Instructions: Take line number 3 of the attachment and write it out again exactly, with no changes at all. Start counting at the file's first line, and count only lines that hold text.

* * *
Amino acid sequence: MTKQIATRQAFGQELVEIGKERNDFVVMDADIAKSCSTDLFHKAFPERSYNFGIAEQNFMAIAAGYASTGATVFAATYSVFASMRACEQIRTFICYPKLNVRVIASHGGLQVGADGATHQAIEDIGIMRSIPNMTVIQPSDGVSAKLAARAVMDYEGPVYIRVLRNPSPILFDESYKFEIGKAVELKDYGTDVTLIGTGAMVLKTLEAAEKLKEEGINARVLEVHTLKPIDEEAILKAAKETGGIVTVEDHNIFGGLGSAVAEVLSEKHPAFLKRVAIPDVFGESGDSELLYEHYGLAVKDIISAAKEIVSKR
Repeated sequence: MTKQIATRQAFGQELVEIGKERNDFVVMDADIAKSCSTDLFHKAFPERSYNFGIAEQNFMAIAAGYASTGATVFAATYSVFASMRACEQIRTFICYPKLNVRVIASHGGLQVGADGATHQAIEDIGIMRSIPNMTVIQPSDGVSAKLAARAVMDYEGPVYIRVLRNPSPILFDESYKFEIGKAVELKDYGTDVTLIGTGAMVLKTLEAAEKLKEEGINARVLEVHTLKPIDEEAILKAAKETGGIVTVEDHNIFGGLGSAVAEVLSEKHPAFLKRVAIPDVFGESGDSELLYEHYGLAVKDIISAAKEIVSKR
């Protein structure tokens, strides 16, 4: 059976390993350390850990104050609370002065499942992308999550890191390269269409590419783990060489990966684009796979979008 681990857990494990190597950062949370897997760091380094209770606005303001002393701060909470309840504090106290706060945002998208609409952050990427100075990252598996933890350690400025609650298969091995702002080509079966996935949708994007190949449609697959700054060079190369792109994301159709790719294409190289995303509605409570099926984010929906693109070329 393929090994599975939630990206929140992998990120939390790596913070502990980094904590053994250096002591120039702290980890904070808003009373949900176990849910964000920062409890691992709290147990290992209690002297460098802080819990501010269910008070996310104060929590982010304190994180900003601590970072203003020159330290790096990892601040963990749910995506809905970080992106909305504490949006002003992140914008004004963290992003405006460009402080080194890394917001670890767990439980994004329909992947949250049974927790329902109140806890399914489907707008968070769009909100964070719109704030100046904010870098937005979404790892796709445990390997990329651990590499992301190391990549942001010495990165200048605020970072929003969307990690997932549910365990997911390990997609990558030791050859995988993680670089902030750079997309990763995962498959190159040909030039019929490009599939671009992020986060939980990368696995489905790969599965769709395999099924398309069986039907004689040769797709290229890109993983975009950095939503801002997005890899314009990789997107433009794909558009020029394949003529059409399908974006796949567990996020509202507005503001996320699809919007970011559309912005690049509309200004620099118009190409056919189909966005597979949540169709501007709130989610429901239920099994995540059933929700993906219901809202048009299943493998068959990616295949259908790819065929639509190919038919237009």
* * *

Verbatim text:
């Protein structure tokens, strides 16, 4: 059976390993350390850990104050609370002065499942992308999550890191390269269409590419783990060489990966684009796979979008 681990857990494990190597950062949370897997760091380094209770606005303001002393701060909470309840504090106290706060945002998208609409952050990427100075990252598996933890350690400025609650298969091995702002080509079966996935949708994007190949449609697959700054060079190369792109994301159709790719294409190289995303509605409570099926984010929906693109070329 393929090994599975939630990206929140992998990120939390790596913070502990980094904590053994250096002591120039702290980890904070808003009373949900176990849910964000920062409890691992709290147990290992209690002297460098802080819990501010269910008070996310104060929590982010304190994180900003601590970072203003020159330290790096990892601040963990749910995506809905970080992106909305504490949006002003992140914008004004963290992003405006460009402080080194890394917001670890767990439980994004329909992947949250049974927790329902109140806890399914489907707008968070769009909100964070719109704030100046904010870098937005979404790892796709445990390997990329651990590499992301190391990549942001010495990165200048605020970072929003969307990690997932549910365990997911390990997609990558030791050859995988993680670089902030750079997309990763995962498959190159040909030039019929490009599939671009992020986060939980990368696995489905790969599965769709395999099924398309069986039907004689040769797709290229890109993983975009950095939503801002997005890899314009990789997107433009794909558009020029394949003529059409399908974006796949567990996020509202507005503001996320699809919007970011559309912005690049509309200004620099118009190409056919189909966005597979949540169709501007709130989610429901239920099994995540059933929700993906219901809202048009299943493998068959990616295949259908790819065929639509190919038919237009």